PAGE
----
In 2015, prescription drug spending in the United States was reported at $337 billion. It is projected that spending will reach $560 billion in 2020, a 66% increase over 5 years. Optum, the pharmacy benefit manager (PBM) subsidiary of UnitedHealthcare recently reported that there are over 150 drugs in the pipeline currently being evaluated by the FDA with 64 approvals expected in 2020.

Eleven of these are “blockbuster” drugs with sales anticipated to be more than $1 billion. 70% of the new drug approvals will target specific genetic cancer mutations. The second leading area of drug development targets neurologic disorders, including migraine headaches, Parkinson’s disease, and epilepsy – and also orphan drugs that treat rare conditions such as spinal muscular atrophy and neuromyelitis optica.

Orphan drugs, which cost on average $147,000 or more per year of therapy, will represent almost 40% of new drugs. With favorable fast-tracking of approval, exorbitant prices, insulation from patent exposure and limited populations from which to draw a future class action, it’s not surprising that pharmaceutical research continues to focus on this area of drug development.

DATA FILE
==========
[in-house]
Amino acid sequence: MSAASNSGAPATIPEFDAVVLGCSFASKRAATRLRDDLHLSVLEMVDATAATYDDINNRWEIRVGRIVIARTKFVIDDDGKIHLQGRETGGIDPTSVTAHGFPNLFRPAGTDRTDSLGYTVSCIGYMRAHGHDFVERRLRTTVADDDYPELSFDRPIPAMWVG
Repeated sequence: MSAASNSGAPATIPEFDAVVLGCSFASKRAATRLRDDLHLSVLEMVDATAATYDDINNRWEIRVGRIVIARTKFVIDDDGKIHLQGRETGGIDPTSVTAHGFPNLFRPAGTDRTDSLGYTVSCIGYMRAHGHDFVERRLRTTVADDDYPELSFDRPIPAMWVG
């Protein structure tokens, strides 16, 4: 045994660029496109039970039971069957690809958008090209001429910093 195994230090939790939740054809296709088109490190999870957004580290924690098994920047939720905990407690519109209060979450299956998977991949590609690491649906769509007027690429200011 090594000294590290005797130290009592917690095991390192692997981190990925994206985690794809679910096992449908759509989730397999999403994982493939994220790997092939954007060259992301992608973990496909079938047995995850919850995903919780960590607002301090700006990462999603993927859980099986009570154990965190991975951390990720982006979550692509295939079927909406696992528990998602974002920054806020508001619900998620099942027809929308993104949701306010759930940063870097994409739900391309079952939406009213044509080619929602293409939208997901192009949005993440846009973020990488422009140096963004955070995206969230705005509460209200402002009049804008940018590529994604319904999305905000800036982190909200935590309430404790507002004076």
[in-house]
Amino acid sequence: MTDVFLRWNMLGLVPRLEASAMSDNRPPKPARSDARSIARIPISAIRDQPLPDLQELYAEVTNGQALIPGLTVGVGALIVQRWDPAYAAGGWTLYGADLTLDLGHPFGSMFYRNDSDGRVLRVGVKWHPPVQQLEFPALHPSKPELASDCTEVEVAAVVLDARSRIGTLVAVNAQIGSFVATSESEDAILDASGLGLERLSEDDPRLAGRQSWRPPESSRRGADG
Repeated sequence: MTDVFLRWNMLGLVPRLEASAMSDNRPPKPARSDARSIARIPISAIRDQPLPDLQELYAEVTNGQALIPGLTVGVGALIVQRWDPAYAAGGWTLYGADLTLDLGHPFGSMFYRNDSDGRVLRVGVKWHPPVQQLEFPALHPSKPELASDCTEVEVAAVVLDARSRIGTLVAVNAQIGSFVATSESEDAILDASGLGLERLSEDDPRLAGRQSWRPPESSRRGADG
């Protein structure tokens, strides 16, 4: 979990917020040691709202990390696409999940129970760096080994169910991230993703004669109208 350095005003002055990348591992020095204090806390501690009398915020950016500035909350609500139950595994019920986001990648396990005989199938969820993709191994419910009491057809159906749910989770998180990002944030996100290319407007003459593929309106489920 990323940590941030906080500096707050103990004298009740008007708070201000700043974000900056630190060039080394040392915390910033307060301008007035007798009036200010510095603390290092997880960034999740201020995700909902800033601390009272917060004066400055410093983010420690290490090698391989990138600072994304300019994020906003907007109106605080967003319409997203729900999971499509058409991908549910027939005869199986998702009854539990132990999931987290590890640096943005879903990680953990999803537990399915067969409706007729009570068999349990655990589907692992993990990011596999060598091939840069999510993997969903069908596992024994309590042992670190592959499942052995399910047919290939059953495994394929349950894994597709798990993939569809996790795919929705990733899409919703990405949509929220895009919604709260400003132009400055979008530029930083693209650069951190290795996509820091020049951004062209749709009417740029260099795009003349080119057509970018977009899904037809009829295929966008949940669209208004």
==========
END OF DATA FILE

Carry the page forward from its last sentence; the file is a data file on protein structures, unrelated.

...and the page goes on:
Viewpoints from Craig Hasday

Although these drugs have a high price tag, it’s clear they represent an opportunity for cost containment and avoidance of potential high-cost claimants. 

A few of the more significant pipeline drugs include:

  • A new lipid-lowering pill which is believed to be more desirable than the injectable PCSK9 inhibitors, with a much lower price point
  • A new drug targeting peanut allergies that is certain to allow parents to sleep easier
  • And my favorite, a new drug to treat fatty liver disease, a condition that can lead to cancer and liver failure

With current and looming costs, however, it is no longer possible to passively manage pharmacy. These costs must be put under the microscope.

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Craig Hasday Headshot Professional Photo
Craig Hasday

President, National Employee Benefits Practice